The Riese & Müller Homage and Niner RLT e9 RDO give you the option of distributing the weight of your luggage more evenly between the front and rear, thanks to an additional rack up front. The bags of the Niner RLT e9 RDO are tailor made for the bike, giving you many other ways to optimise weight distribution. However, the RLT e9 RDO also has a disadvantage since many standard pannier bags are too big. They get in the way of your feet when pedalling, stopping you from pedalling freely. If bikepacking is something that you’re interested in, you should definitely read our in-depth guide where we cover everything from bikes to equipment, route planning and accommodation!

Systems like those from RACKTIME, Ortlieb QL3.1 and MIK keep pannier bags securely attached to the rack and they’re quick and easy to use. Before buying bags, it is important to find out which system your bike uses.

The tops, flops and the most exciting insights from our search for the best E-trekking bike

We were looking for the all-rounders among modern E-trekking bikes, touring oriented eMTBs and E-gravel bikes that offer a well-thought-out overall concept, allowing you to travel safely and comfortably. Whether off- or on-road, with or without luggage, on long journeys or just commuting, the best bike on test should and can perform convincingly in all scenarios.

Our group test of different concepts and the latest bikes gave us some key insights, allowing us to answer vital questions that almost all E-trekking riders will ask themselves. Below, we’ll take a look at the high- and lowlights of the group test.

The tops, flops and most exciting insights from our search for the best E-trekking bike

Reworked and coherent throughout
The new generation of eMTBs developed specifically for today’s trekking riders offer an all-new style combined with eMTB DNA that delivers excellent handling both on- and off-road. The performance of the suspension and overall concept of the Trek Powerfly FS matches our requirements of a modern E-trekking bike to a tee. Every detail has been thought through. There is no bike on test offering a more coherent package.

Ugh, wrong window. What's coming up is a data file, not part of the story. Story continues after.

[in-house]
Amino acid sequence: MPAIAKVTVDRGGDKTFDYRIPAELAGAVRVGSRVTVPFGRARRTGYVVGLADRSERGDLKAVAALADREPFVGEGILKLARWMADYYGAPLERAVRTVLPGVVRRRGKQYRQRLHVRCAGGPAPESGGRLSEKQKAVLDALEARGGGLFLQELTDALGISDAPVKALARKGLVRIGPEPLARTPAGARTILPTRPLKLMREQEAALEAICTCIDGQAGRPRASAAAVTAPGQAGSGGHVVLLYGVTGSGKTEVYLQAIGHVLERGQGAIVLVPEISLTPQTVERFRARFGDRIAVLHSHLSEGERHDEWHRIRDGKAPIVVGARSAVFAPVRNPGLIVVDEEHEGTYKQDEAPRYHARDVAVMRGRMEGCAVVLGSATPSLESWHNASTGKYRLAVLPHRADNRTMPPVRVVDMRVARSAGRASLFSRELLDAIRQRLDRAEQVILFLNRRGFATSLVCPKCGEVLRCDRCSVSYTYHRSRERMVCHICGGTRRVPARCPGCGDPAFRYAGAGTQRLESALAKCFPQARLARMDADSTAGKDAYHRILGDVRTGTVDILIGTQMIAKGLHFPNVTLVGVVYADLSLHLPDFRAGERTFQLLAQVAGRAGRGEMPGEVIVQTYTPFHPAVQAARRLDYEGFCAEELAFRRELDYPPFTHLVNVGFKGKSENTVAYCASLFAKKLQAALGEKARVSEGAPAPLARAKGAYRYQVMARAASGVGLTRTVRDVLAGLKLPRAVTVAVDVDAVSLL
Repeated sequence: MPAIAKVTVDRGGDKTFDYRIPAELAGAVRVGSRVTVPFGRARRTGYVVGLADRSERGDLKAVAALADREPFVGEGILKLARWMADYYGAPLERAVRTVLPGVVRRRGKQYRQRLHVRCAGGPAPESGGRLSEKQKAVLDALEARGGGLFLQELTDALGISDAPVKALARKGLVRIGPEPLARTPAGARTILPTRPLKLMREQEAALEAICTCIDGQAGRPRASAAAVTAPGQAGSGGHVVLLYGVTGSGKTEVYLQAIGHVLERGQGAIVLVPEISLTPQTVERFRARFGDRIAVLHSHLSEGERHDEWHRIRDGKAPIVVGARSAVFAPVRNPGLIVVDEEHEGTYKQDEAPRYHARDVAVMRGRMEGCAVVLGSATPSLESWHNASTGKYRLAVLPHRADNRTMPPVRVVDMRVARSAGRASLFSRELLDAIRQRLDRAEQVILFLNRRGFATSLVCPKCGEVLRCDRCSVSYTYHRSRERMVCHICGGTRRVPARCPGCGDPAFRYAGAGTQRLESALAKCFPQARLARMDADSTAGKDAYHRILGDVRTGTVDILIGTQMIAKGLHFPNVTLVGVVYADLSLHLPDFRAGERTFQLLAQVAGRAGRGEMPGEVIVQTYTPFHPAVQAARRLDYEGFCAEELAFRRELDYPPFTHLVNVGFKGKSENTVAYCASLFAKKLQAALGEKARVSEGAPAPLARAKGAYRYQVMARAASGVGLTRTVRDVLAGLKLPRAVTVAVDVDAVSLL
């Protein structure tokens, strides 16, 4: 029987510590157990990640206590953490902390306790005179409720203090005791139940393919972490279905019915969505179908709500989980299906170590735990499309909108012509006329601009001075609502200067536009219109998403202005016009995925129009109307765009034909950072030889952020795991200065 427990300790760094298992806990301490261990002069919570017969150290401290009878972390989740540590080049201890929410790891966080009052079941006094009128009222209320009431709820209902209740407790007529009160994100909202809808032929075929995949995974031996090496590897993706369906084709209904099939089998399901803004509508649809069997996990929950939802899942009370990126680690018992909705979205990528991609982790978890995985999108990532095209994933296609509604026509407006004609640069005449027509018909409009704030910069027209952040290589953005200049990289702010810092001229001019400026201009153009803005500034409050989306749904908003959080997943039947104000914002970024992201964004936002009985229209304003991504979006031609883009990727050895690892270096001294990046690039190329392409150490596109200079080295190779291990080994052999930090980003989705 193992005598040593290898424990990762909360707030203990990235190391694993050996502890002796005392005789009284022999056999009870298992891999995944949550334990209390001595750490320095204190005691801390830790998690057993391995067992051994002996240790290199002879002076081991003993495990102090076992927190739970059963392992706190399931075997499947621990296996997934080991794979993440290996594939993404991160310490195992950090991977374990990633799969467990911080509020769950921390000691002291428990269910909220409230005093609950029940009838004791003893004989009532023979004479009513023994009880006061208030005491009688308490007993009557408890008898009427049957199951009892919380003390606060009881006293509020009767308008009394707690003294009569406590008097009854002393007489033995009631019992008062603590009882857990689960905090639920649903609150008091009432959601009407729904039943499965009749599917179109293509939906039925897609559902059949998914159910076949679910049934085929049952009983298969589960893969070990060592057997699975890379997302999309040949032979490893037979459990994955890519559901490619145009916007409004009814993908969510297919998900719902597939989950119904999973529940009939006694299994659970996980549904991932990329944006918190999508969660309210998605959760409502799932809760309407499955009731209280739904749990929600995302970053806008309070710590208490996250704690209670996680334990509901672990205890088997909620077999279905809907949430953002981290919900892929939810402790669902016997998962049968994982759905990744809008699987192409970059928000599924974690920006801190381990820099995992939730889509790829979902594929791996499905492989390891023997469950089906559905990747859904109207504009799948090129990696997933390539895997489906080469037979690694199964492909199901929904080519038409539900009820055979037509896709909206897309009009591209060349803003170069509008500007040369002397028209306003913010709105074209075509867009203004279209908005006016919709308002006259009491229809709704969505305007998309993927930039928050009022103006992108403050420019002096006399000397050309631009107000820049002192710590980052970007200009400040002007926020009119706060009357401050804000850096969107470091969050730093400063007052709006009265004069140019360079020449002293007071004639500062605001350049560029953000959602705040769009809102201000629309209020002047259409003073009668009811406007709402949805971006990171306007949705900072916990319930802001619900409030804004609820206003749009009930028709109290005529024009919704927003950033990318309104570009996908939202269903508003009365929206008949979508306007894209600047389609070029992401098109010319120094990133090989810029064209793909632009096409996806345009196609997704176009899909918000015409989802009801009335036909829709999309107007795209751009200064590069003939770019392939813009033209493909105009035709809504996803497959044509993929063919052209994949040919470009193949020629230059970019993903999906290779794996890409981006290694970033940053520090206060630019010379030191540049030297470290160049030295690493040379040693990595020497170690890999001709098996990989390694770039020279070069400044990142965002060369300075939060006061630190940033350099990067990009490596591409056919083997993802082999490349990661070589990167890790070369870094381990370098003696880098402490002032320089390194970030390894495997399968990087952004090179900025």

Peace of mind
Even if GPS trackers can’t (yet) replace a physical lock, they offer noticeably more peace of mind when parking your bike outside. Although only a few of the bikes on test come with anti-theft protection as standard, you can almost always have a GPS tracker retrofitted, allowing you to track your bike. Riese & Müller take it one step further with their in-house security concept (RX-Connect) consisting of a GPS tracker, eSIM and insurance coverage. If your bike gets stolen and can’t be recovered, it will be replaced. Riese & Müller charge an annual fee for the comprehensive service, starting at € 114.
Next level
The Bosch Nyon onboard computer combines all the features trekking riders need, showing competitors how it’s done. With its intuitive interface, touch display, good integration and numerous features including range-based navigation, it’s the pioneer among E-trekking bike displays.
Black gold
Knobby tires aren’t only good for mountain bikes, they’re also beneficial on gravel and asphalt! The best of them can strike a good balance between rolling resistance and grip. They also play an important role in comfort and the overall ride feel. Higher volume tires offer more damping, especially on hardtails. The large 2.4″ Bontrager LT4 featured on the Trek Powerfly FS Expert could make some of the other bikes a lot more comfortable to ride.
Increasing comfort on a hardtail
With integrated suspension, this dropper post doesn’t just improve comfort when getting on and off the bike but also while riding, easing the shock of curbs and potholes. The air pressure can be adjusted to suit the rider’s weight. An excellent upgrade for more comfort on any hardtail.
Press fewer buttons and enjoy the experience instead
Smart progressive support modes and tuning of motor characteristics are the future of touring-oriented eMTBs as well as trekking ebikes. They regulate the motor’s output depending on the rider’s input so that you don’t constantly have to switch back and forth between different support modes.
Relaxed to aggressive
An adjustable stem allows you to adjust the riding position to suit your preferences and use case, allowing everyone to find their ideal riding position and remain comfortable on long rides. Unfortunately, only CENTURION and Kalkhoff offer this.
Easily overwhelmed
The Kalkhoff Entice 5 Advanced+ lacks stability. It starts wobbling at moderate speeds, making it difficult to control and demanding the rider’s full attention. The effect is amplified when carrying luggage, even if you stay well below the maximum payload of 144 kg.
Back to the future
30 seconds to boot? Sounds like Windows 95 but it’s a reality in this test. The Greyp T5.2 is chock-full of modern features but it takes too long for the system to start up. The cluttered cables and numerous connectors also belong in the past. There is a lot of room for improvement here.
Not enough